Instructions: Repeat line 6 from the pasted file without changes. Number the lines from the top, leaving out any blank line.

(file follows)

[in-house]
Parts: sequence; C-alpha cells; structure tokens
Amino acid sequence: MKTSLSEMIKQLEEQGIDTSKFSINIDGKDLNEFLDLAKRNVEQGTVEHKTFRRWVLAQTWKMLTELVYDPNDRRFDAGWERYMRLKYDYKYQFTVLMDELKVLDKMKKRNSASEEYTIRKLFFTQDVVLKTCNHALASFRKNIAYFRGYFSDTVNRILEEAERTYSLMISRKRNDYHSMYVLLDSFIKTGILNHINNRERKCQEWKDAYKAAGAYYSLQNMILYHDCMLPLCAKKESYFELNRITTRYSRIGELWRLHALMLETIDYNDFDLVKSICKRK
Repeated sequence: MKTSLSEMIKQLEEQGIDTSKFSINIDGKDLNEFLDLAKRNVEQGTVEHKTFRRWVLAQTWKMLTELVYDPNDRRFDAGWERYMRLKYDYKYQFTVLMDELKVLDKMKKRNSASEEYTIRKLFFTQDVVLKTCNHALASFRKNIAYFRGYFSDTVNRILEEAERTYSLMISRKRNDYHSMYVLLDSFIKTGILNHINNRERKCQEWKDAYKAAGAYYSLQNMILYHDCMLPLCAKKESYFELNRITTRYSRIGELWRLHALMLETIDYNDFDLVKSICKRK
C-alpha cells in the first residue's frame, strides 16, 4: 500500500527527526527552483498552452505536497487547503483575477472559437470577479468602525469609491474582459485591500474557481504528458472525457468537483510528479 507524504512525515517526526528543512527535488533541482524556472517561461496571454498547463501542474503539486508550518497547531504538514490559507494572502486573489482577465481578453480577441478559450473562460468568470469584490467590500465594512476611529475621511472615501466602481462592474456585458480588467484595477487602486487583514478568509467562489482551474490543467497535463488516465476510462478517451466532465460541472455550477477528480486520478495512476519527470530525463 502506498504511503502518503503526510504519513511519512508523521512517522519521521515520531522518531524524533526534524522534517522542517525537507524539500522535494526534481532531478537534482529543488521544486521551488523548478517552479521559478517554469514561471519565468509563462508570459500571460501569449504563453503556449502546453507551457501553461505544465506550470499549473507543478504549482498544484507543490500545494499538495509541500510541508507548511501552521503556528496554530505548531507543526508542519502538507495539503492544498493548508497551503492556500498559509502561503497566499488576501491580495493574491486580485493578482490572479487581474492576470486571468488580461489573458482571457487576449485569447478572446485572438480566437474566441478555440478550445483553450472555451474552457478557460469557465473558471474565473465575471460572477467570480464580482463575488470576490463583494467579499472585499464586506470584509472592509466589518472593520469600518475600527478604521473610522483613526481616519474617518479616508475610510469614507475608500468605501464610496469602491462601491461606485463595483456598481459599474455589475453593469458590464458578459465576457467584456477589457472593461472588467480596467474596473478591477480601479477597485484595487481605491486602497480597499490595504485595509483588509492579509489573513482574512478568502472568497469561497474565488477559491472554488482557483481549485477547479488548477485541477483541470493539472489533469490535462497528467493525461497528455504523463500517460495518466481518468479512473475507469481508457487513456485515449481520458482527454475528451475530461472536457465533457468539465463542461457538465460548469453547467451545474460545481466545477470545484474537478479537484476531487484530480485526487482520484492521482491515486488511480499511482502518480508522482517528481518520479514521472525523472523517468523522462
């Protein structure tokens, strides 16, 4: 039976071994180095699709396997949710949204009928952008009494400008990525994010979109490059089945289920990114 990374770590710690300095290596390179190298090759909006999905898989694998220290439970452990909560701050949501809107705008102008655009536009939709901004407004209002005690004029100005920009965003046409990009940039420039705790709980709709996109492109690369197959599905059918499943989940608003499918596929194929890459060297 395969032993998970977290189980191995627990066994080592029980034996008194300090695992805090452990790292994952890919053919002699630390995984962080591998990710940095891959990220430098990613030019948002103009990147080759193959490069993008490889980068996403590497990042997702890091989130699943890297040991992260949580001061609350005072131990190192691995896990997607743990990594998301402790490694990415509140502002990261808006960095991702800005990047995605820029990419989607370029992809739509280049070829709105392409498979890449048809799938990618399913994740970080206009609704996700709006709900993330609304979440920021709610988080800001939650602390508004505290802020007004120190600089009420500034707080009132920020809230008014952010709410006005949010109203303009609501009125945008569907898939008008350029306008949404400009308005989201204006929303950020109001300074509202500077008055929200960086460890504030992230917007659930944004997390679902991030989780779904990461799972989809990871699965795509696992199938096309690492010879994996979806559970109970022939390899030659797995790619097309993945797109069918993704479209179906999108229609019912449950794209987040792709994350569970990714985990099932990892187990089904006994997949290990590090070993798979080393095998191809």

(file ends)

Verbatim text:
């Protein structure tokens, strides 16, 4: 039976071994180095699709396997949710949204009928952008009494400008990525994010979109490059089945289920990114 990374770590710690300095290596390179190298090759909006999905898989694998220290439970452990909560701050949501809107705008102008655009536009939709901004407004209002005690004029100005920009965003046409990009940039420039705790709980709709996109492109690369197959599905059918499943989940608003499918596929194929890459060297 395969032993998970977290189980191995627990066994080592029980034996008194300090695992805090452990790292994952890919053919002699630390995984962080591998990710940095891959990220430098990613030019948002103009990147080759193959490069993008490889980068996403590497990042997702890091989130699943890297040991992260949580001061609350005072131990190192691995896990997607743990990594998301402790490694990415509140502002990261808006960095991702800005990047995605820029990419989607370029992809739509280049070829709105392409498979890449048809799938990618399913994740970080206009609704996700709006709900993330609304979440920021709610988080800001939650602390508004505290802020007004120190600089009420500034707080009132920020809230008014952010709410006005949010109203303009609501009125945008569907898939008008350029306008949404400009308005989201204006929303950020109001300074509202500077008055929200960086460890504030992230917007659930944004997390679902991030989780779904990461799972989809990871699965795509696992199938096309690492010879994996979806559970109970022939390899030659797995790619097309993945797109069918993704479209179906999108229609019912449950794209987040792709994350569970990714985990099932990892187990089904006994997949290990590090070993798979080393095998191809």